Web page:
December 2010

Please note: reports dated earlier than June 2020 were published under our previous names: the USC Program for Environmental and Regional Equity (PERE) or the USC Center for the Study of Immigrant Integration (CSII).

While governments have come a long way with environmental protection, gaps in data collection and cumulative impacts persist – and are directly impairing the health of communities. Given the severe and disproportionate health risks in low-income communities, more effective policy and regulation is also needed. The Los Angeles Collaborative for Environmental Health and Justice’s latest report, “Hidden Hazards: A Call to Action for Healthy, Livable Communities,” makes progress toward achieving these goals.

To demonstrate the holes in regulatory agencies’ databases, the Collaboration engaged in “ground truthing.” That is, academic researchers worked with community members to collect data about the proximity of toxic facilities to those people most vulnerable to toxic exposure. Ground-truthing combines local knowledge, community-based data and standardized governmental information to provide a more complete and accurate dataset about toxic pollutants at the local level.

The result: new evidence on the clustering of toxic facilities and elevated air pollution and health risks in six Los Angeles neighborhoods. Not only are there more hazardous sites than regulatory data suggested, but these hazards are located too close to schools, health care facilities and daycare facilities.

In the report, the authors do urge regulatory agencies to enhance data collection but they also get down to practical policy priorities. They put forward an 11-part policy agenda for how local governments can utilize their land use powers to reduce health inequities. The policies fit into a three part framework: preventing further increases in cumulative impacts, mitigating existing hazards, and revitalizing communities by investing in local businesses and green technologies.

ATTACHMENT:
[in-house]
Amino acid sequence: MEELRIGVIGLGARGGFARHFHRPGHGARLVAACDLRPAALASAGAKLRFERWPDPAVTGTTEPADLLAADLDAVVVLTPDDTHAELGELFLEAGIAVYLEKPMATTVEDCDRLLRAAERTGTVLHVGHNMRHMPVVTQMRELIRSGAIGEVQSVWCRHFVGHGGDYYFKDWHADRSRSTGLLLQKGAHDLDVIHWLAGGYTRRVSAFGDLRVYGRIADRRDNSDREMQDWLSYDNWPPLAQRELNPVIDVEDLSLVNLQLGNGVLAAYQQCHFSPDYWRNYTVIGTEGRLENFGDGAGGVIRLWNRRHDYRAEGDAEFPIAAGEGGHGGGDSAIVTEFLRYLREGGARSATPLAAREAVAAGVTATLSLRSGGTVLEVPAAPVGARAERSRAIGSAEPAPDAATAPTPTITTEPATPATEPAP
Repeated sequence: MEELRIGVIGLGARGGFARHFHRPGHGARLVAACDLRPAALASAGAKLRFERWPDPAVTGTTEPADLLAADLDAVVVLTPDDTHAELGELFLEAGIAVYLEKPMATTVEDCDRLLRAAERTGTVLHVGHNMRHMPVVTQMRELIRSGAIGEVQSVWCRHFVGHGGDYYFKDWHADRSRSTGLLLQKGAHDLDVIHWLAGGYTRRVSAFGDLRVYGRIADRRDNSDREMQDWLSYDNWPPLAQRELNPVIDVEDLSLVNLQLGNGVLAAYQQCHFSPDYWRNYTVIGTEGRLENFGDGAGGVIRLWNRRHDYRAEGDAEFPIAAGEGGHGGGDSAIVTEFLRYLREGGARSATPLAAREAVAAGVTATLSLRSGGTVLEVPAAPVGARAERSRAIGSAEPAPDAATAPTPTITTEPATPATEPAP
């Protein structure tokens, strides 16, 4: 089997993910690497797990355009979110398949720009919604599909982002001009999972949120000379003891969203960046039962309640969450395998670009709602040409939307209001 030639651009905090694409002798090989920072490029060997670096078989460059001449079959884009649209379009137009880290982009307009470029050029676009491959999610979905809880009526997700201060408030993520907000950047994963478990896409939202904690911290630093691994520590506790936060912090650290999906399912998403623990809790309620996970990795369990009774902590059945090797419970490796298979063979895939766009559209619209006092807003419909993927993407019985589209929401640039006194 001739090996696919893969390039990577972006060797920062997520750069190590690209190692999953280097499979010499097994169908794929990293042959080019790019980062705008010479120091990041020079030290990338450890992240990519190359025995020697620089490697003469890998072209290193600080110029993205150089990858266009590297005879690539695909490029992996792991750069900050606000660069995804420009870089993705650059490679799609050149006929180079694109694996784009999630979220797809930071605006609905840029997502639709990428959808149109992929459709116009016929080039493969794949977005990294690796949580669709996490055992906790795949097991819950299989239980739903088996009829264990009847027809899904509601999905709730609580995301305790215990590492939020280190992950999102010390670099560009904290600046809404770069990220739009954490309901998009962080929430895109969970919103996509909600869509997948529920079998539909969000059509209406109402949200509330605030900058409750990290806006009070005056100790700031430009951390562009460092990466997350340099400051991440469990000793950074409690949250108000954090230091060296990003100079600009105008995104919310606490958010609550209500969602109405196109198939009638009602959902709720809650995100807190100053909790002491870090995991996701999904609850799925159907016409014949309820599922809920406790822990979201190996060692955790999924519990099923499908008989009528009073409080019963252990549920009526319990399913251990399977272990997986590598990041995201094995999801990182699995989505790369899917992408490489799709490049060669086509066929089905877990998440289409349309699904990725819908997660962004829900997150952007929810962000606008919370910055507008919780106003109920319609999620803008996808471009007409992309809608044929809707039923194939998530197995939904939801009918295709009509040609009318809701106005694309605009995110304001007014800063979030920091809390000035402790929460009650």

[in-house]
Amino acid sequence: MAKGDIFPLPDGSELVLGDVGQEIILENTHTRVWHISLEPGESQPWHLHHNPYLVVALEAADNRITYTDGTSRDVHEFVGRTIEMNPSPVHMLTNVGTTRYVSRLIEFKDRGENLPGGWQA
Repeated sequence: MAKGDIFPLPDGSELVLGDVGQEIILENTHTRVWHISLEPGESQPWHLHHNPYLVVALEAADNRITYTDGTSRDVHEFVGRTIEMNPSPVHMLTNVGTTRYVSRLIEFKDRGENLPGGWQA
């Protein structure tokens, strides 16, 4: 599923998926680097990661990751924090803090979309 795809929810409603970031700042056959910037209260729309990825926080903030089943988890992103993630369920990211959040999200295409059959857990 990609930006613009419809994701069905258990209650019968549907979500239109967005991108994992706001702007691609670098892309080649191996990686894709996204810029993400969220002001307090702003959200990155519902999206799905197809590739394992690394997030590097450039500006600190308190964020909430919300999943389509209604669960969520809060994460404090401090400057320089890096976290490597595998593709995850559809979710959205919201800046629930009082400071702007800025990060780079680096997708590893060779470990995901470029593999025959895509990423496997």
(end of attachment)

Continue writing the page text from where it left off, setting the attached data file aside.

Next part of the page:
The impact of these policies will not be kept within the six neighborhoods profiled – actions we take to make vulnerable communities healthy will transform all of Los Angeles into a more health and livable city and region.



Read our other publications by research area

    Immigrant Integration & Racial Justice

    Our work on immigrant integration and racial justice brings together three emphases: scholarship that draws on academic theory and rigorous research, data that provides information structured to highlight the process of immigrant integration over time, and engagement that seeks to create new dialogues with government, community organizers, business and civic leaders, immigrants and the voting public to advance immigrant integration and racial equity.

    Economic Inclusion & Climate Equity

    In the area of economic inclusion, we at ERI advance academic theory and practical applications linking economic growth, environmental quality, and civic health with bridging of racial and other gaps; produce accessible and actionable data and analysis through the data tools; and establish research partnerships to deepen and advance the dialogue, planning, and actions around racial equity, environmental justice, and the built environment.

    Social Movements & Governing Power

    ERI’s work in the area of governing power includes: conducting cross-disciplinary studies of today’s social movements, supporting learning and strategizing efforts to advance dialogues among organizers, funders, intermediaries, evaluators, and academics, and developing research-based social change frameworks and tools to inform—and be informed by—real-world, real-time efforts towards a vision of deep change.

    Publications Directory

    In 2020, the USC Program for Environmental and Regional Equity (PERE) and the USC Center for the Study of Immigrant Integration (CSII) merged to form the USC Equity Research Institute (ERI).

    The full list of publications published under our previous and current names can be found in our publications directory.

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